8 Feb 2009: Reiby Place Sydney, Australia
I twittered my way through the St. Jerome’s Laneway Festival this year. There were some others doing a similar thing, though I didn’t see them on the day. Laneway’s where you’d expect to find more of this sort of thing than larger summer festivals, I guess; the crowd was generally of that tech-forward, music-forward ilk. But, as usual for Laneway, there were plenty of external stimuli to draw eyes away from 640x480 color screens. A perfect day, hot in the sun but with a cool wind. In the time between sets, the PA played Jonathan Richman’s “I Was Dancing in the Lesbian Bar” and yeah, things were pretty Friday night. Soon they ran out of CDs and began with Esau Mwamwaya’s mixtape, repeating it endlessly in between sets through the summer dusk. But to backtrack—
Laneway: Philly Grand Jury. Not too Serious; lucky, too, the stage is not too flimsy
12:49 PM Feb 8th from TwitterFon
Philadelphia Grand Jury are hungry for a larger stage but were content, for now, to just rock this one. They don’t even have a full-length album out, but have been solidifying a reputation, along with their friends the John Steel Singers, for incredibly fun live shows. At Laneway this year they had the exuberance of a group with nothing to lose. They caught the casual listener with fierce licks of retro-rock guitar and held them with a strong, quirky sense of irony. “Going to the casino, what could possibly go wrong?” they ask in their debut single, and answer—“Then it hits me, no-one’s in love with me.” Live, songs like “I Don’t Want to Party Party But I’m Going To Because She’s Fantastic” were as fun as they sound. They may be named after a Fiery Furnaces song, but this group’s outlook is entirely fun-generation.
Laneway: John Steel Singers. Their songs are tightly connected-up like a Curb yr Enthusiasm episode.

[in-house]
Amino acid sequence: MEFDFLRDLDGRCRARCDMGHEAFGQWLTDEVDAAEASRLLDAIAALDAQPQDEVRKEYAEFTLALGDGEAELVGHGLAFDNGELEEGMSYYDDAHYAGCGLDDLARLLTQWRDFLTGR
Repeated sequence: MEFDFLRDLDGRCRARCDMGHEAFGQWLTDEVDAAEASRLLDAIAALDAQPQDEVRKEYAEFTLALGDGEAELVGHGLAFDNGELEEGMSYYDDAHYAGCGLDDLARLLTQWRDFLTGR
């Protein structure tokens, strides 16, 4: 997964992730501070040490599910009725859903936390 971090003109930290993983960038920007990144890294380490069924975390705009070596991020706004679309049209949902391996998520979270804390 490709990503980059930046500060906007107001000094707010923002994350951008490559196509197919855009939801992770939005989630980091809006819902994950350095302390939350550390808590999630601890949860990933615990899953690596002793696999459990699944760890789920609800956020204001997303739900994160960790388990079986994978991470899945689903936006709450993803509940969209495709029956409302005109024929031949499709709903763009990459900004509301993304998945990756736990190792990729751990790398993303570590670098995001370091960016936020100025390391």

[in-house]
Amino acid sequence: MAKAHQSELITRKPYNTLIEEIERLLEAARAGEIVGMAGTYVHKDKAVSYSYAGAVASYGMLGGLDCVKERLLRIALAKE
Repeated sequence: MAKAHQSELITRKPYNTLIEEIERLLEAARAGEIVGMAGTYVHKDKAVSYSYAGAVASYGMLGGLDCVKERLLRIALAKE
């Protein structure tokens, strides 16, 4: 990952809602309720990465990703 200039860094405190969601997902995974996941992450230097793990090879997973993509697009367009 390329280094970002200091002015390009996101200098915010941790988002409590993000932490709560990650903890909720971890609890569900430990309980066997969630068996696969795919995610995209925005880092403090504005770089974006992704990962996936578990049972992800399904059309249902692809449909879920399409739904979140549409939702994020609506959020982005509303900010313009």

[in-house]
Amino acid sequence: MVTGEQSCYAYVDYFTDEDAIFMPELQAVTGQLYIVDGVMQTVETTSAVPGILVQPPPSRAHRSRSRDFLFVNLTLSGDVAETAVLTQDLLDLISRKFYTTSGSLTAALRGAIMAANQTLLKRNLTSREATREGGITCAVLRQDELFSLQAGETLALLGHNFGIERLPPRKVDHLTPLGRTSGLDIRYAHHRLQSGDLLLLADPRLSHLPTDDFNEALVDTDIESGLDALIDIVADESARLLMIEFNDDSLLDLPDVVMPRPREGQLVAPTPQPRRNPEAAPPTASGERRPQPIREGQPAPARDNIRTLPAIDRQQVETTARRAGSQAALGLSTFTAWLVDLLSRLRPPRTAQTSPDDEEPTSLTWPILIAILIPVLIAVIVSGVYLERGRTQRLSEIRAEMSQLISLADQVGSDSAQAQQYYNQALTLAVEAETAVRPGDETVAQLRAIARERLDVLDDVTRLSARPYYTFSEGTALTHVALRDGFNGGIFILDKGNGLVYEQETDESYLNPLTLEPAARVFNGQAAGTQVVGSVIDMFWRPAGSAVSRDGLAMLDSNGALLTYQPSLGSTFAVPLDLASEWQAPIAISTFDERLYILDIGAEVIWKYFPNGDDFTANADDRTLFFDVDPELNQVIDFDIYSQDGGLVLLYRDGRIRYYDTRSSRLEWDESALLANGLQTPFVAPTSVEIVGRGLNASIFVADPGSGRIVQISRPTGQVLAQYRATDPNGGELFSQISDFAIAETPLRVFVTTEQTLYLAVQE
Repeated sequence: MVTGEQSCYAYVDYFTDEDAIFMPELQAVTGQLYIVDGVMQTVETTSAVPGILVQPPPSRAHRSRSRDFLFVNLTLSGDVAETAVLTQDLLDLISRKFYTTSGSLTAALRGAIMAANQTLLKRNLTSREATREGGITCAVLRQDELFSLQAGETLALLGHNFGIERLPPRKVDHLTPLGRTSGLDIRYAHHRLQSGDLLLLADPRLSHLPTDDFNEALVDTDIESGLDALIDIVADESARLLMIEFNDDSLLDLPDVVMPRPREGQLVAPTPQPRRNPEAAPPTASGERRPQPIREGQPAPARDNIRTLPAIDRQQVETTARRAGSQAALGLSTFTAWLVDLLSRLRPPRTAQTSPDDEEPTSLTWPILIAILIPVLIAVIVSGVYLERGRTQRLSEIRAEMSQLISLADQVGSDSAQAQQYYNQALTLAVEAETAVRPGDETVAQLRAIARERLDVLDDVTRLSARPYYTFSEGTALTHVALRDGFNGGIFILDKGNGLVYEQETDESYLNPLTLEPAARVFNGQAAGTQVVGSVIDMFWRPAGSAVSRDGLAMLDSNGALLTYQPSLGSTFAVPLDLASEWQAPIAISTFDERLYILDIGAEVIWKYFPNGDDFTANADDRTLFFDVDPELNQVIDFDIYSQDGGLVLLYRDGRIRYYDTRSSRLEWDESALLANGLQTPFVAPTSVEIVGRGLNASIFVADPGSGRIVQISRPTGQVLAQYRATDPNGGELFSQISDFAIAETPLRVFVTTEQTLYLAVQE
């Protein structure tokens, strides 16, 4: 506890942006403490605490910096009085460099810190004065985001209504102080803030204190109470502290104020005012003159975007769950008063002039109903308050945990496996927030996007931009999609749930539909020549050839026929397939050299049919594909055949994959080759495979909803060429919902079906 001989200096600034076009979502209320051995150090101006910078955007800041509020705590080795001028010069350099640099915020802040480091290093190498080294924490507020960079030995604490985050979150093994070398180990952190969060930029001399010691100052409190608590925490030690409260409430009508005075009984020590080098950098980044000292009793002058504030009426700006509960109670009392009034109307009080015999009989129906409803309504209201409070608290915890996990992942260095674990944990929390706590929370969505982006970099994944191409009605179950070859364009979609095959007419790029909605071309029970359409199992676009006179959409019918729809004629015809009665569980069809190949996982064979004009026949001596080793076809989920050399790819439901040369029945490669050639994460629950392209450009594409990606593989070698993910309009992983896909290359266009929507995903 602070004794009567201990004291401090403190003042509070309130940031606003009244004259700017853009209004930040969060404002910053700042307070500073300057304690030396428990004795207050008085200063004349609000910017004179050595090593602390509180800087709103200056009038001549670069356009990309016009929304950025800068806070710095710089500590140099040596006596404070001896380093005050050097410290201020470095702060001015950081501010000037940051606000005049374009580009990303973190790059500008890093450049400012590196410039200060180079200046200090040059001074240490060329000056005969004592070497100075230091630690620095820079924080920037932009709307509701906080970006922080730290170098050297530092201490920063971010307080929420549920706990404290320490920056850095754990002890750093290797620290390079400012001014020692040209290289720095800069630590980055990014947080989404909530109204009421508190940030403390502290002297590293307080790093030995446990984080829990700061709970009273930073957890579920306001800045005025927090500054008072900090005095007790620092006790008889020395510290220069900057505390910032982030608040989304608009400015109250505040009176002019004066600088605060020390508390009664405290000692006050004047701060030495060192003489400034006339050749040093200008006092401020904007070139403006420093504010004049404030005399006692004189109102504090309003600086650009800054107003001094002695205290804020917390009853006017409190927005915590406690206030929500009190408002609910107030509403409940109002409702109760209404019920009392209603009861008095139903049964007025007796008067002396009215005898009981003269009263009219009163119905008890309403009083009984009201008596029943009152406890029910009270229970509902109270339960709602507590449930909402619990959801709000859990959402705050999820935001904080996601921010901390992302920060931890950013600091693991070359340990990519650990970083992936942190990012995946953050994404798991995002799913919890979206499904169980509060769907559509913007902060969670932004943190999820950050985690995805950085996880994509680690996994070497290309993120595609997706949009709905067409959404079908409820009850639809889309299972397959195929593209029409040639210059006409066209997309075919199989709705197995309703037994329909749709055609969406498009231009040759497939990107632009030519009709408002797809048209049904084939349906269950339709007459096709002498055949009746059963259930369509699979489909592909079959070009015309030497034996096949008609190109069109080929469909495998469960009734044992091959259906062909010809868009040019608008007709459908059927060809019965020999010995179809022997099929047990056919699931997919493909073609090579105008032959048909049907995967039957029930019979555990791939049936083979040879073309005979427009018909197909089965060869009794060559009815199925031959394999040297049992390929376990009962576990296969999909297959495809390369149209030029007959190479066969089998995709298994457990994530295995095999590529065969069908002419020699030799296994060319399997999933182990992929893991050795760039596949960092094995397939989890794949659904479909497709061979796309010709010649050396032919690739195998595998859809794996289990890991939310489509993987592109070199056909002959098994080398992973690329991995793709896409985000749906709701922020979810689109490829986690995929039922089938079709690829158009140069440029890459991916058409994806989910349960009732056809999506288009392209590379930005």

1:13 PM Feb 8th from TwitterFon
The John Steel Singers had already impressed with their opening sets, and in the bright sunshine of Reiby Place this young Brisbane band once again showed us why people are excited about them. If Panda Band is a poppier version of Sleepy Jackson, the John Steel Singers are a poppier version of the Panda Band—they’re all in this continuum of vaguely psychedelic pop. But the John Steel Singers’ songs are more intricately plotted than either of those other groups, and when all pieces spring together in the last section of “Luxembourg”, for example, you feel this warm pleasure—everything’s all right. Their music, however, sounds exceedingly familiar; the chords and melodies may not be completely new. But for their last song they brought out Yves Klein Blue and Philadelphia Grand Jury, and for the gaggle of audience it was a Party Party for real.
Laneway: today’s competition – find a girl at the festival who doesn’t have a tattoo
1:52 PM Feb 8th from TwitterFon
Although the festival had the air of a family picnic, especially throughout the early part of the afternoon, it was not without surprises such as an old woman who was sitting with her partner on a bench. We thought it was really nice that she’d wandered down and decided to come to this essentially indie-centric event. Then she rolled and lit a joint.
Laneway: Tame Impala. New Aussie buzz band is more interesting than expected, tight & behind a postrock/gazey curtain
3:07 PM Feb 8th from TwitterFon
The afternoon gave us a number of less well-known Australian acts that, while fine at what they were doing, weren’t really exciting. Papa vs. Pretty were, ok, pretty average. They know their blues licks, and they’ve got something of the necessary swagger, but when it came down to it the guitar-bass-keys-drum quartet seemed too young to own the songs they were playing. Tame Impala, who had a recent hit with “Half Full Glass of Wine”, started tight but ended up staggered in Wolfmother’s shadow, proggy and somewhat predictable. They weren’t helped by the sound of the Park Stage, which unless you were close to the stage and bisecting the speakers, seemed muted and somewhat drained. (The same problem plagued Stereolab later on.) In the band’s favor, they are patient, and there’s a sort of academicism to their stoic exploration of sound. It’s not new, but it can be powerful.
Laneway: Born Ruffians. Fun as ever, surprised ppl know their words. There’s fist pumping.
3:31 PM Feb 8th from TwitterFon